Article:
Photos: Tate Modern’s Turbine Hall swings to large Danish installation

Tate Modern’s vast Turbine Hall in London has turned into a playground with huge interactive installations divided into three sections called, ‘One Two Three Swing!’ Conceptualised by Rasmus Nielsen, Jakob Fenger and Bjørnstjerne Christiansen of the Danish Art collective Superflex, this is the trio’s latest work since they came together in 1993.

UPDATED ON OCT 05, 2017 12:22 PM IST 7 Photos
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An employee sits on a swing, part of 'One Two Three Swing!' the new Turbine Hall Installation by Danish collective Superflex at the Tate Modern in London, England. The latest commission for the Turbine Hall features a giant pendulum, dozens of three seated swings and a 770 square metre, multi coloured carpet. Their huge interactive installation is divided into three sections representing apathy, production and movement . (Jack Taylor / Getty Images)

An employee sits on a swing, part of 'One Two Three Swing!' the new Turbine Hall Installation by Danish collective Superflex at the Tate Modern in London, England. The latest commission for the Turbine Hall features a giant pendulum, dozens of three seated swings and a 770 square metre, multi coloured carpet. Their huge interactive installation is divided into three sections representing apathy, production and movement . (Jack Taylor / Getty Images)

UPDATED ON OCT 05, 2017 12:22 PM IST
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A woman sits on a swing at the new Turbine Hall installation at the Tate Modern in London. The museum has been turned into a playground with visitors encouraged to make new friends while contemplating on bigger issues such as community, capitalism or themselves. (Jack Taylor / Getty Images)

A woman sits on a swing at the new Turbine Hall installation at the Tate Modern in London. The museum has been turned into a playground with visitors encouraged to make new friends while contemplating on bigger issues such as community, capitalism or themselves. (Jack Taylor / Getty Images)

UPDATED ON OCT 05, 2017 12:22 PM IST
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People lie beneath a pendulum at the Tate Modern in London. For the less active, visitors can lie on a carpet and be hypnotized by a large mirrored ball swinging from the ceiling. (Jack Taylor / Getty Images)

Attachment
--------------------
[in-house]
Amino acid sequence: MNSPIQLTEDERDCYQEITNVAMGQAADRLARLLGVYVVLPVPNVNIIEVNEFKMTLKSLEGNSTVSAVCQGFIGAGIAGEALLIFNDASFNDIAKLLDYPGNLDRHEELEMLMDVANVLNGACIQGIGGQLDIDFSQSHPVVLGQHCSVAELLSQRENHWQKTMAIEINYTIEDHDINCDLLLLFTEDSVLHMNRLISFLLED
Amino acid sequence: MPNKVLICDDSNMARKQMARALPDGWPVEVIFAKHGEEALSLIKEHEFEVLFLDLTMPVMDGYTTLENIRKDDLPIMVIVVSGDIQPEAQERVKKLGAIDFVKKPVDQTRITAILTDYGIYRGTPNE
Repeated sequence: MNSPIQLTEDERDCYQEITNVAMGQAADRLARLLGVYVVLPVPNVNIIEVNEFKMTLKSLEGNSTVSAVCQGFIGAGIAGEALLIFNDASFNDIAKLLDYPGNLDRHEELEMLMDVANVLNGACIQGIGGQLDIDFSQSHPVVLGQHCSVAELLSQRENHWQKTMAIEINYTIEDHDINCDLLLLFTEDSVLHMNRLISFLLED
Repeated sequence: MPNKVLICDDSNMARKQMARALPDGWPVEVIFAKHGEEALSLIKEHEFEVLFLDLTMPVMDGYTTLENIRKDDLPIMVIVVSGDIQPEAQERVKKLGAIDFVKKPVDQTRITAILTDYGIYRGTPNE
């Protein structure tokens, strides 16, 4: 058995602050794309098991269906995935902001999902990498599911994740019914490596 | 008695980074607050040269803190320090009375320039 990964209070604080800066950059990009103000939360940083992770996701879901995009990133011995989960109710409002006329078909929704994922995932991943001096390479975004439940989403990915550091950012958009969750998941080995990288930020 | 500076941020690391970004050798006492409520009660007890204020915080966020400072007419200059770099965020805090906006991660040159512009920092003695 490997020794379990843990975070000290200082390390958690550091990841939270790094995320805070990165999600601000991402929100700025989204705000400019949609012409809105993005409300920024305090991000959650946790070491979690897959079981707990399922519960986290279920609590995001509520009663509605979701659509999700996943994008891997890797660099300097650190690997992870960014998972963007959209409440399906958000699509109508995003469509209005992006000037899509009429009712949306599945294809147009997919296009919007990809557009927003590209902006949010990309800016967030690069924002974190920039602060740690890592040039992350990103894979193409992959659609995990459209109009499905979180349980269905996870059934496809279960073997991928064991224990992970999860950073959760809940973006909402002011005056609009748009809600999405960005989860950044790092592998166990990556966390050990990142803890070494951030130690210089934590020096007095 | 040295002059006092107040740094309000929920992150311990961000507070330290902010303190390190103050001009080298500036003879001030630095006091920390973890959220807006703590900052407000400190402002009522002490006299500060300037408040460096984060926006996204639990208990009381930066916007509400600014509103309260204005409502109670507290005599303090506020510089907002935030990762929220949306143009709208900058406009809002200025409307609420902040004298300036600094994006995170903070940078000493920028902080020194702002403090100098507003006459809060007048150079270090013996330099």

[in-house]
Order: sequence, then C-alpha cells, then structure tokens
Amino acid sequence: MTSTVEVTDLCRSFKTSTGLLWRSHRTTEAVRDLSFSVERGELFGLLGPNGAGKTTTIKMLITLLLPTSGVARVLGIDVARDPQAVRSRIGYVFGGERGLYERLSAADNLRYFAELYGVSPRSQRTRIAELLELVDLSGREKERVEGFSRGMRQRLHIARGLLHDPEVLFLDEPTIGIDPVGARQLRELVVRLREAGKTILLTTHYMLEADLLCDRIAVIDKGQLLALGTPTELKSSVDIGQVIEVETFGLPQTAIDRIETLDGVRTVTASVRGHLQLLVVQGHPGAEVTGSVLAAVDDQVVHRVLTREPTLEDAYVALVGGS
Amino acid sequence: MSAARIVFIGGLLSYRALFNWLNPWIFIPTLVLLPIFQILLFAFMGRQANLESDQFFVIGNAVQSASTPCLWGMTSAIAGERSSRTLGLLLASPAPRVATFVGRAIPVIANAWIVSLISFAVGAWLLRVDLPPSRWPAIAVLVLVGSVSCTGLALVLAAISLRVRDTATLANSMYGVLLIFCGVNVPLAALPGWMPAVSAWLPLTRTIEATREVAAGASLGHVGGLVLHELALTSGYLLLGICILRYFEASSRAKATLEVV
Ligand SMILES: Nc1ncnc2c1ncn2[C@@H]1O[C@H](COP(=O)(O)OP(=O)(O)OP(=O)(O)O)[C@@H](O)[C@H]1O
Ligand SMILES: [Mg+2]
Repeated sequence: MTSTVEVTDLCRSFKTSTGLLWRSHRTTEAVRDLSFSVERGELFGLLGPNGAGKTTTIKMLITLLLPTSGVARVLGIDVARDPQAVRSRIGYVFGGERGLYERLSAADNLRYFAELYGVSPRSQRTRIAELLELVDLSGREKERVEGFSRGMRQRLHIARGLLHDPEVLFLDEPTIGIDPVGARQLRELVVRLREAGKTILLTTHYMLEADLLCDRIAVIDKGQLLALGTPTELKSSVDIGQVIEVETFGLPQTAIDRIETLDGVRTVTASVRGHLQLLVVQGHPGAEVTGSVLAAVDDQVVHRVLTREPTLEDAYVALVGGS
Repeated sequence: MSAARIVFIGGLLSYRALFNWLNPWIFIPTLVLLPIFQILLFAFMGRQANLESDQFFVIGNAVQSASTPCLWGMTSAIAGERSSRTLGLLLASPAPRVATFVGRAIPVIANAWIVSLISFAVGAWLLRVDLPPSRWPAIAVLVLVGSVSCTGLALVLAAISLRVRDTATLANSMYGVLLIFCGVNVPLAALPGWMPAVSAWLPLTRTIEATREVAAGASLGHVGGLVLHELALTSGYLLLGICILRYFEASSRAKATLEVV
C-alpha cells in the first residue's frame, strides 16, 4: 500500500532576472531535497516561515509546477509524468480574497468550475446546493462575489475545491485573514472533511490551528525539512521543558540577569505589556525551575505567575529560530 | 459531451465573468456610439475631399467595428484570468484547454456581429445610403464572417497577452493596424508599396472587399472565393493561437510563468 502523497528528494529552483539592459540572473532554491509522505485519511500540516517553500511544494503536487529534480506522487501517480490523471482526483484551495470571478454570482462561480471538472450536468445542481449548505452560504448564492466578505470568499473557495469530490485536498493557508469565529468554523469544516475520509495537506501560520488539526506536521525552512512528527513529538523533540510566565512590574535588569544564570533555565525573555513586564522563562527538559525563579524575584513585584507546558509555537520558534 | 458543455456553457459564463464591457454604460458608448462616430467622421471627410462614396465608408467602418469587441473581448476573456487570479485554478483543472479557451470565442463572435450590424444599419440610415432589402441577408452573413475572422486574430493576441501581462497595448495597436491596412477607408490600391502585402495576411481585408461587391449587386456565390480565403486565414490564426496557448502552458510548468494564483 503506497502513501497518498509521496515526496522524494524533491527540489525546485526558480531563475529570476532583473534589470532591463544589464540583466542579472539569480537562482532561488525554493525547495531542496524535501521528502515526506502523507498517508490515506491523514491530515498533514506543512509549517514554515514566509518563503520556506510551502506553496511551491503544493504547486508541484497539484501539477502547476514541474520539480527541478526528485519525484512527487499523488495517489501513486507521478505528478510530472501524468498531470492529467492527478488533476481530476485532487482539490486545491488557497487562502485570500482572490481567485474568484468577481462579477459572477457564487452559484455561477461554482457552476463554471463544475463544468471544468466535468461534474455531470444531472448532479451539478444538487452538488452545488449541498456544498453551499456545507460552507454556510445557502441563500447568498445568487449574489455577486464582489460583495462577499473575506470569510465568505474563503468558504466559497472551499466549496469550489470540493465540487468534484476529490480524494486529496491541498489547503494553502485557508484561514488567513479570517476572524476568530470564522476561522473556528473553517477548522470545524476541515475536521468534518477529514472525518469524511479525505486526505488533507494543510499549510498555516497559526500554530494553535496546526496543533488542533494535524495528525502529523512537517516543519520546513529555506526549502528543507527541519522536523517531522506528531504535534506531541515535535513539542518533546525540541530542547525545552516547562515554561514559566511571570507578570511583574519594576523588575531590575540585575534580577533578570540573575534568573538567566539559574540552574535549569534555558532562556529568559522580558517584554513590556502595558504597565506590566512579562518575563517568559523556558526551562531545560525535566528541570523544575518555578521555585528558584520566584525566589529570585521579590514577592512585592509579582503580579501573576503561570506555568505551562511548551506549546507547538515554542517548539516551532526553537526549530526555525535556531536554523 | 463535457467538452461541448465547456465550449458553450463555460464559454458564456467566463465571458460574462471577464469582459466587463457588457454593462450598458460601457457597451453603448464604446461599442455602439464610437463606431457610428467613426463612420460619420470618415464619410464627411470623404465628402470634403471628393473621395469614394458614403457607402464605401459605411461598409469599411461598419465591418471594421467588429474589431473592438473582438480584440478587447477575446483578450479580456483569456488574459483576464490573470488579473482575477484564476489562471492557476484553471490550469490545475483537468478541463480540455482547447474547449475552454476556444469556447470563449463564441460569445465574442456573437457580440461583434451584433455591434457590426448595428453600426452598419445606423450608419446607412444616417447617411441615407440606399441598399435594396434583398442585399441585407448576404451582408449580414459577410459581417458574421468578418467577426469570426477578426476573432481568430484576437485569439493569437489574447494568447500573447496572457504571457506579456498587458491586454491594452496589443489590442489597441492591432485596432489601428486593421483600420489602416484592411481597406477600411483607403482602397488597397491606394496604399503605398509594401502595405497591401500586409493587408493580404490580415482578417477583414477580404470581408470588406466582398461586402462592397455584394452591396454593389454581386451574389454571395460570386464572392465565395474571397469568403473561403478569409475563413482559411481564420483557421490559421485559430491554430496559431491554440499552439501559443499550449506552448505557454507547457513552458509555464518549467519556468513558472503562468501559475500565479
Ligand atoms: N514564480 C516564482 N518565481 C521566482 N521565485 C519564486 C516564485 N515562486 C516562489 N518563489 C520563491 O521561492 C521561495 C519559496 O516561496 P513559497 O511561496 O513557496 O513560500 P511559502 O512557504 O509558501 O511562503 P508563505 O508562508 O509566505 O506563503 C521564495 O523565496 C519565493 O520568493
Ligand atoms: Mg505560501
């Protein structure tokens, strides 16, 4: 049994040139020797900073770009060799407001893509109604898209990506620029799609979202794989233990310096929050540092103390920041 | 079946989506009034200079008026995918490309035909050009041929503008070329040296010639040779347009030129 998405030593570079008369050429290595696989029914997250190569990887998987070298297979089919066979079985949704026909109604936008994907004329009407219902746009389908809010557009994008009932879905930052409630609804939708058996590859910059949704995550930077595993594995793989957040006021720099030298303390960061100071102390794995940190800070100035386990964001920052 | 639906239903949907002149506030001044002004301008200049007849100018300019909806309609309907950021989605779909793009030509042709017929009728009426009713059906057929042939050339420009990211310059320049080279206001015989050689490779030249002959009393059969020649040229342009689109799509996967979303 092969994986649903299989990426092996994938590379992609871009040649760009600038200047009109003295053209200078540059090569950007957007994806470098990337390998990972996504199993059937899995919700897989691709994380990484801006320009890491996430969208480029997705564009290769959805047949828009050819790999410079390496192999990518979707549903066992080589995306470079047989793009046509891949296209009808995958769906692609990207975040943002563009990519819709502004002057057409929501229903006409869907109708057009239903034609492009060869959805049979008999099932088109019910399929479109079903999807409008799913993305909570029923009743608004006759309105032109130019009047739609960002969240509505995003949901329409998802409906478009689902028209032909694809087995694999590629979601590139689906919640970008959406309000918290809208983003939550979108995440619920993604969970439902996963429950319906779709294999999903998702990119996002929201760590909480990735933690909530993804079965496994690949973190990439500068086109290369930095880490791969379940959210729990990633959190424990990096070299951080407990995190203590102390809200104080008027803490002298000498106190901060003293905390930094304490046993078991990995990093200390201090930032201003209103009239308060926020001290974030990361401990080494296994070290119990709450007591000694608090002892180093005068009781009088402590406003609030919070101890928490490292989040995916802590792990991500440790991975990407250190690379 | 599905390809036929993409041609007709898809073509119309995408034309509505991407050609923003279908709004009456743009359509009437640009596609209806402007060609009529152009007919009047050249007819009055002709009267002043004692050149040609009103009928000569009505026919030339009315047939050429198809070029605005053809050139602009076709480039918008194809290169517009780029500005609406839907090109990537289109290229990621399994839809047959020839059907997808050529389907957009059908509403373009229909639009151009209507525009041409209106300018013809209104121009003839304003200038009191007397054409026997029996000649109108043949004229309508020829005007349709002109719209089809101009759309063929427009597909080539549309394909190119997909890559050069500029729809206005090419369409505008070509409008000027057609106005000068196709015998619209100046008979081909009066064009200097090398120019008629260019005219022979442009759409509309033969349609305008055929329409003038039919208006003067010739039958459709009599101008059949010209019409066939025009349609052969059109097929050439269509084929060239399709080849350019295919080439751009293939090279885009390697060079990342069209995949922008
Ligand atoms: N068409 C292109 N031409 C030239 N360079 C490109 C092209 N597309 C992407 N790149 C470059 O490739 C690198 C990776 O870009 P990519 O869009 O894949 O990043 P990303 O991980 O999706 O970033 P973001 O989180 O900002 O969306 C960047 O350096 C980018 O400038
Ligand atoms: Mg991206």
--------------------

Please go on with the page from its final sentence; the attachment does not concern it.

People lie beneath a pendulum at the Tate Modern in London. For the less active, visitors can lie on a carpet and be hypnotized by a large mirrored ball swinging from the ceiling. (Jack Taylor / Getty Images)

UPDATED ON OCT 05, 2017 12:22 PM IST
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There are 22 three-person swings carefully arranged so that the visitors using it do not collide with each other. (Jack Taylor / Getty Images)

There are 22 three-person swings carefully arranged so that the visitors using it do not collide with each other. (Jack Taylor / Getty Images)

UPDATED ON OCT 05, 2017 12:22 PM IST
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An employee poses below a pendulum, part of 'One Two Three Swing!' at Tate Modern in London, England. This is not the first interactive installation in Turbine Hall. Carsten Höller invited people to hurtle down his helter-skelters while Olafur Eliasson encouraged visitors to lie down and enjoy fake mist and sunshine. (Jack Taylor / Getty Images)

An employee poses below a pendulum, part of 'One Two Three Swing!' at Tate Modern in London, England. This is not the first interactive installation in Turbine Hall. Carsten Höller invited people to hurtle down his helter-skelters while Olafur Eliasson encouraged visitors to lie down and enjoy fake mist and sunshine. (Jack Taylor / Getty Images)

UPDATED ON OCT 05, 2017 12:22 PM IST
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Achim Borchardt-Hume, Tate Modern’s director of exhibitions, called the Superflex installation ‘one of the best pieces of intelligent fun I’ve seen for a long time.’ (Jack Taylor / Getty Images)

Achim Borchardt-Hume, Tate Modern’s director of exhibitions, called the Superflex installation ‘one of the best pieces of intelligent fun I’ve seen for a long time.’ (Jack Taylor / Getty Images)

UPDATED ON OCT 05, 2017 12:22 PM IST
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Members of the Danish collective Superflex (L-R) Jakob Fenger, Rasmus Nielsen and Bjornstjerne Christiansen pose during their Turbine Hall Installation at the Tate Modern in London. The trio have been working together since 1993 and are the latest artists to fill one of the most daunting and prestigious contemporary art spaces in the world. (Jack Taylor / Getty Images)

Members of the Danish collective Superflex (L-R) Jakob Fenger, Rasmus Nielsen and Bjornstjerne Christiansen pose during their Turbine Hall Installation at the Tate Modern in London. The trio have been working together since 1993 and are the latest artists to fill one of the most daunting and prestigious contemporary art spaces in the world. (Jack Taylor / Getty Images)

UPDATED ON OCT 05, 2017 12:22 PM IST
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